You might be shocked by this, but normally, a rabbit makes 200 to 300 pellets daily. That’s a lot of poo! The smell of rabbit excrement is not overpowering to human noses. If your rabbit’s litter box has a noticeable odor, it almost certainly comes from their pee rather than their feces.
You must be aware of what is typical and what to watch out for to monitor your rabbits’ health through their feces. But remember that consistency is what you should be looking for in your rabbit’s excrement. It’s alright if some of your rabbit’s excrement is the size of a sweet pea while others are the size of a chickpea. You don’t need to be concerned as long as your rabbit’s excrement is consistently about the same size and color.
Do Rabbits Eat Their Poop?
To keep themselves healthy, rabbits must consume their own waste. Yes, you did read that correctly. Because not all nutrients are absorbed the first time food passes through their gastrointestinal tract, rabbits must consume poop to pass food through their stomach a second time. This makes it possible for the body to absorb and utilize the nutrients in the food.
However, this cellulose-rich, fibrous meal isn’t the simplest to digest, and by the time their food has passed through their intestines, many of the nutrients the bunnies require are still there. This process is called coprophagy, which has a similar purpose to cows chewing their cud.
With a unique digesting process, rabbits and hares can overcome this issue. In other words, they consume their own waste to digest it twice. Interestingly, bunnies produce two distinct types of excrement: the soft, black ones called cecotropes and the tiny, spherical, normal droppings.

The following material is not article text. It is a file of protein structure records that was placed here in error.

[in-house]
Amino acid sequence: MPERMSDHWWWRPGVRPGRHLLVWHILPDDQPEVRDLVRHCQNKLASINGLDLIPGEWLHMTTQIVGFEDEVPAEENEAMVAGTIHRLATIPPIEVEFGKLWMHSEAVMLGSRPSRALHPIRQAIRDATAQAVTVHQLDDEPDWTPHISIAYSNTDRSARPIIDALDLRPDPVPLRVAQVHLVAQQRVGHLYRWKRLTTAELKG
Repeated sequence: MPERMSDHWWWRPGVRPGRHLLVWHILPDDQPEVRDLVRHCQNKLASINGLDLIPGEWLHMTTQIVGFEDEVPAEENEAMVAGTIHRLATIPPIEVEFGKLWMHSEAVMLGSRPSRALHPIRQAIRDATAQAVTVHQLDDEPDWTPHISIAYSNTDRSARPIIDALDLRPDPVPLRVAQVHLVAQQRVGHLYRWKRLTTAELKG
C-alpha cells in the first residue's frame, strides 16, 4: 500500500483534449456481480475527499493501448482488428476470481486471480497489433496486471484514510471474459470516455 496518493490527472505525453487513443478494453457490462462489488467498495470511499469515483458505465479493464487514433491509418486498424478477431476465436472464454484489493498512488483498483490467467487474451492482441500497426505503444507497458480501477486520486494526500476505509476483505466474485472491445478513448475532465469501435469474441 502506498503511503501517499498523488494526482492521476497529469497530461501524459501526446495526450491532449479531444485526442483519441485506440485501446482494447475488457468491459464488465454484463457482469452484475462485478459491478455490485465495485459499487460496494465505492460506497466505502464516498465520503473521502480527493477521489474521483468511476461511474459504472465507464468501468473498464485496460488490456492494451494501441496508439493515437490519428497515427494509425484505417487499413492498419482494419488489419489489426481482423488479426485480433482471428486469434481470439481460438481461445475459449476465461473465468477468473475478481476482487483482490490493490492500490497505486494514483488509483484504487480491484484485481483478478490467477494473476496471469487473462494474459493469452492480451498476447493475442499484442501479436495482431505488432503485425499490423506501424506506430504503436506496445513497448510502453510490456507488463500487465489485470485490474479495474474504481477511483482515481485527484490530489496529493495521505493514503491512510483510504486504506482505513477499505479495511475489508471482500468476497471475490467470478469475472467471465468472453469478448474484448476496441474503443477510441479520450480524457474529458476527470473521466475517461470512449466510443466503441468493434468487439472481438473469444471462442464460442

Do Rabbits Vomit?
The simple answer is no. As a result, it is crucial for a rabbit’s digestive tract to remain in good working condition because they must re-ingest their cecotropes to obtain the nutrients they require. Since they cannot puke, bunnies are helpless if anything gets caught in their esophagus or intestines.
What Do Rabbits Eat?
Rabbits are purely herbivores. However, contrary to what cartoons may have you believe, rabbits don’t merely enjoy munching on lettuce and carrots. In actuality, rabbits consume a variety of grasses, vegetables, and plant material as part of a balanced diet. Rabbits have evolved to consume a variety of greens because their bodies need a lot of fiber to aid in the digestion of all that raw plant materials. Yet, there are some foods that rabbits genuinely enjoy and will consume in large quantities. This includes weeds, insects, bark, hay, grasses, leaves, pellets, fruits, vegetables, and more.
Pet rabbits typically consume the same foods as wild rabbits do. A pet rabbit’s diet should typically consist of 80 to 90 percent grasses and hay. That said, it can be challenging to locate all of the wild grasses that wild rabbits consume for food. Pet rabbits will thus consume a slightly different diet than wild rabbits. In addition, a lot of rabbit owners provide their pets with vegetables and leafy greens.
Carrots are a good source of carbs, so while rabbits can eat them, they shouldn’t do so frequently. Broccoli, clover, kale, spinach, dandelion greens, and flowers are more veggies pet rabbits can eat but shouldn’t consume too frequently. You may, in rare instances, give your pet rabbit fruits.
What Are Cecotrope Droppings From Rabbits?